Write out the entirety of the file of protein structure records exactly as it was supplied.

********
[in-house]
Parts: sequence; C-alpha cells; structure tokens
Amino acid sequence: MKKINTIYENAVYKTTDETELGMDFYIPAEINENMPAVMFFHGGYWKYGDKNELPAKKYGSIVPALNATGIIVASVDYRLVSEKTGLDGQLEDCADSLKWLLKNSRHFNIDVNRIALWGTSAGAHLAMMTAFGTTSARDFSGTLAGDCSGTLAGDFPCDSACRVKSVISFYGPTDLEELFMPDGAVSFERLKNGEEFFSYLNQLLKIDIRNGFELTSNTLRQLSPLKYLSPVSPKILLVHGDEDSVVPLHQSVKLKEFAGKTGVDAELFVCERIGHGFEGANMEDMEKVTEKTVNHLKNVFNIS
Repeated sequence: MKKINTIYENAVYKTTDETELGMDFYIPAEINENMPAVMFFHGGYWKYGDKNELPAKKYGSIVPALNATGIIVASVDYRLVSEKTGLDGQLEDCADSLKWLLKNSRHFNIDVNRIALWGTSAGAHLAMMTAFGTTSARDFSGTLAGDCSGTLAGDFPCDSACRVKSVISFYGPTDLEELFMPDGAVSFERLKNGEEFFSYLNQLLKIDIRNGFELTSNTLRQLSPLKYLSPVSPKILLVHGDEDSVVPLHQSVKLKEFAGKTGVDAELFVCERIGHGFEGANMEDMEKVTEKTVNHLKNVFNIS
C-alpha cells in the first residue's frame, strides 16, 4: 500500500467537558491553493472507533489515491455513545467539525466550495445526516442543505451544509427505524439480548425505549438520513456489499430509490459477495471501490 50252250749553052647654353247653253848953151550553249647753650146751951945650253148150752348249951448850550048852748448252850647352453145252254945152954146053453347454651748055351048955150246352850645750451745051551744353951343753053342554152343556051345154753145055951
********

[in-house]
Parts: sequence; C-alpha cells; structure tokens
Amino acid sequence: MKKINTIYENAVYKTTDETELGMDFYIPAEINENMPAVMFFHGGYWKYGDKNELPAKKYGSIVPALNATGIIVASVDYRLVSEKTGLDGQLEDCADSLKWLLKNSRHFNIDVNRIALWGTSAGAHLAMMTAFGTTSARDFSGTLAGDCSGTLAGDFPCDSACRVKSVISFYGPTDLEELFMPDGAVSFERLKNGEEFFSYLNQLLKIDIRNGFELTSNTLRQLSPLKYLSPVSPKILLVHGDEDSVVPLHQSVKLKEFAGKTGVDAELFVCERIGHGFEGANMEDMEKVTEKTVNHLKNVFNIS
Repeated sequence: MKKINTIYENAVYKTTDETELGMDFYIPAEINENMPAVMFFHGGYWKYGDKNELPAKKYGSIVPALNATGIIVASVDYRLVSEKTGLDGQLEDCADSLKWLLKNSRHFNIDVNRIALWGTSAGAHLAMMTAFGTTSARDFSGTLAGDCSGTLAGDFPCDSACRVKSVISFYGPTDLEELFMPDGAVSFERLKNGEEFFSYLNQLLKIDIRNGFELTSNTLRQLSPLKYLSPVSPKILLVHGDEDSVVPLHQSVKLKEFAGKTGVDAELFVCERIGHGFEGANMEDMEKVTEKTVNHLKNVFNIS
C-alpha cells in the first residue's frame, strides 16, 4: 500500500467537558491553493472507533489515491455513545467539525466550495445526516442543505451544509427505524439480548425505549438520513456489499430509490459477495471501490 50252250749553052647654353247653253848953151550553249647753650146751951945650253148150752348249951448850550048852748448252850647352453145252254945152954146053453347454651748055351048955150246352850645750451745051551744353951343753053342554152343556051345154753145055951